If you wanted to survey the state of Indigenous art today in all its richness and variety, then a jetset snapshot national tour at the beginning of August would give you as complete a picture as you’re ever likely to get.

You’d have to start in Cairns for its Indigenous Art Fair on the 1st August, swing down to Alice for the exhibition that’s just opened celebrating 25 years of the wonderful Desert Mob show, speed up the Stuart Highway to Darwin for the NATSIAAs ceremonial opening on the 7th August, and then wind up in Perth for its rich biennial Indigenous Art Awards that will have opened on 3rd July.

So “ two generous awards, one artfair that concentrates on Queensland and Torres Strait Islander art, and one 93-work survey of desert art-making from 1992 to the present “ which precedes this year’s Desert Mob show (and accompanying symposium) opening on 3rd September which will completely fill the Araluen Art Centre between the two of them.

Desert Mob continues to be the only event in Australia that offers a snapshot of what is currently happening in contemporary art from Aboriginal owned art centres across Central Australia, a distance spanning over a million square kilometres and the birthplace of the modern Aboriginal art movement. That’s how curator Stephen Williamson at Araluen touts his silver jubilee event. Interestingly, he also points out that the early years were largely craft-work surveys from as few as 13 art centres. Painting sprung to life in 1996 and as many as 35 centres contribute their hottest talents today.

How are our state institutions backing up this snapshot? Probably the most diligent is the WA Gallery, in the process of re-making itself under Director Stefano Carboni. As well as the on-going Desert River Sea project to document the wealth of Kimberley art online and train future generations of its facilitators, they’ve a challengingly titled show called ‘Resistance‘ opening in November. It will reflect on times of enormous political upheaval and contest spaces (through art) previously occupied by the dominant European story. That’ll go down well with the ‘white blindfold’ historians!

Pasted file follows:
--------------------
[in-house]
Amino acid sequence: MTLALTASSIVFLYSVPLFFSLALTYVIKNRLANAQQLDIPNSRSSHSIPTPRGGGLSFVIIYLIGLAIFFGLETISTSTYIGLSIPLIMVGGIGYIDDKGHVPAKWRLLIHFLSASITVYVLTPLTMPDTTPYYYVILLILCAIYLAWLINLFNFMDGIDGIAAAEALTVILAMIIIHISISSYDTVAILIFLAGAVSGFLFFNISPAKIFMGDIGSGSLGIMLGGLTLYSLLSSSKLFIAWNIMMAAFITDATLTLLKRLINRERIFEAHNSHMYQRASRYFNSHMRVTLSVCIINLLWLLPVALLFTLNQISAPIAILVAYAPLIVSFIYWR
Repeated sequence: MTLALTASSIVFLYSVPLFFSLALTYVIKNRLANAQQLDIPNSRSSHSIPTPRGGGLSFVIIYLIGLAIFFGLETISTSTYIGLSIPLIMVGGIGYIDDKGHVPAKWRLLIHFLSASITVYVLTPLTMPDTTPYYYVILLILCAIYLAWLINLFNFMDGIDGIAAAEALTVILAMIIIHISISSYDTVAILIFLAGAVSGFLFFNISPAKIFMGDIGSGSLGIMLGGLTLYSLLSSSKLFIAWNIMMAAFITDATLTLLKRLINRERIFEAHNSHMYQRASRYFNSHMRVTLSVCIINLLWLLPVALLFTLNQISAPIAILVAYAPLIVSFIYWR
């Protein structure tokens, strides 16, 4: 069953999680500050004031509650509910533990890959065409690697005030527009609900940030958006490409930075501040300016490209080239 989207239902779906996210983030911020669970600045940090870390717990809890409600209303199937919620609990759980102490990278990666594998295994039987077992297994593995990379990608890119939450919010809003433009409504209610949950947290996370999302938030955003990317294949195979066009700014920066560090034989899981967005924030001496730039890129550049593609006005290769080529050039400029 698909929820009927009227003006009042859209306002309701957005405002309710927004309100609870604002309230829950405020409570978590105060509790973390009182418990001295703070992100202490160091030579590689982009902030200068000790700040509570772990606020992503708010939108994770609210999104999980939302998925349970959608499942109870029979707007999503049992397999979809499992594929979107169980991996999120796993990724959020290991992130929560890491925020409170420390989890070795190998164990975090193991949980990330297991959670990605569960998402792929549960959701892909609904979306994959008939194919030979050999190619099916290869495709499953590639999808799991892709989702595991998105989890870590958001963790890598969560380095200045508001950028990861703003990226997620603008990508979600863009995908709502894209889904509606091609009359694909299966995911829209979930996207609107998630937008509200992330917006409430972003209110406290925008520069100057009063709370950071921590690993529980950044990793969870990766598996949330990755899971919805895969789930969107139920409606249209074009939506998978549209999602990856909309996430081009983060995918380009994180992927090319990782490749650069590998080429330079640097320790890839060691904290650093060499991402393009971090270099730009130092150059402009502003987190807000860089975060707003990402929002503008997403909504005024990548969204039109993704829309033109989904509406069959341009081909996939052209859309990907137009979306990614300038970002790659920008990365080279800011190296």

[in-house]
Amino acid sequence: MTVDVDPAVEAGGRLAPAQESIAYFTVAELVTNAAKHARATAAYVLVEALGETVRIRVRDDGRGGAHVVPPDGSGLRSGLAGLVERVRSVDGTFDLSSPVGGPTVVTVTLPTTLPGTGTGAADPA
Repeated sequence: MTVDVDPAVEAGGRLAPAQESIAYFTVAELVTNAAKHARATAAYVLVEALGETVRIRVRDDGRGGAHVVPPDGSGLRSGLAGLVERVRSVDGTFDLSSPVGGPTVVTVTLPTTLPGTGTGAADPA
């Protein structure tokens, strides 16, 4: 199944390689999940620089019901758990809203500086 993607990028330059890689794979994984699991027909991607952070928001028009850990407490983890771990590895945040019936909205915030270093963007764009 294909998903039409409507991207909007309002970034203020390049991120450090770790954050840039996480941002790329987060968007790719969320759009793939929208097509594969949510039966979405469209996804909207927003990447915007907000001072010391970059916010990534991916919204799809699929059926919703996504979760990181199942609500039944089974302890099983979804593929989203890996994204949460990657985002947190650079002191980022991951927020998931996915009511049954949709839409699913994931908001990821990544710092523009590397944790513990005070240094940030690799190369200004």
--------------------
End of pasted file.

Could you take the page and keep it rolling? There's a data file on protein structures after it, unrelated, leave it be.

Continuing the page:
Equally interesting “ though lumbered with a mystifying title – is ‘Indigenous Art: Moving backwards into the future’ at the NGV in Melbourne. This is an interdisciplinary exhibition that features more than 100 of the finest Aboriginal and Torres Strait Islander works from the NGV collection….reflecting different elements of Indigenous art history and culture from the early nineteenth century to now and exploring the evolution and status of Indigenous art within the context of contemporary world art. Central to the exhibition is the idea that Indigenous visual culture “ the world’s longest continuing art tradition “ is not a fossilised expression of an unchanging society but like the concept of the Dreaming is meta-temporal, that is, it incorporates the past, present and future into a complete and present reality. Moreover, Indigenous art is an aesthetic experience, a courier of visual culture, a seductive and eloquent articulation of identity, time and place.

Where do curators learn their English, I wonder? Nevertheless, the show opens 4th April and runs until 16th August “ so could just complete your whistle-stop tour.

Up in Briso, their ‘Terrain‘, reflecting on Country, continues into September at QAGoMA and the more locally specific ‘Island Currents’ exhibition, reflecting on FNQ and Torres Strait Islander art opens on 4th October.

That only leaves the under-performing Art Gallery of NSW where the potential of a solo show for Ronnie Tjampitjinpa, one of the earliest Papunya artists still painting today is limited slightly by having to share the basement Yiribana Gallery with the existing exhibition of watery canvases and barks. The almost 75 year old Tjampitjinpa has been showing continuously since his debut in 1974 at “ would you believe – The Anvil Gallery in Albury. While the institutional show opens 4th April, a commercial solo at Sydney’s Utopia Gallery precedes that by a week.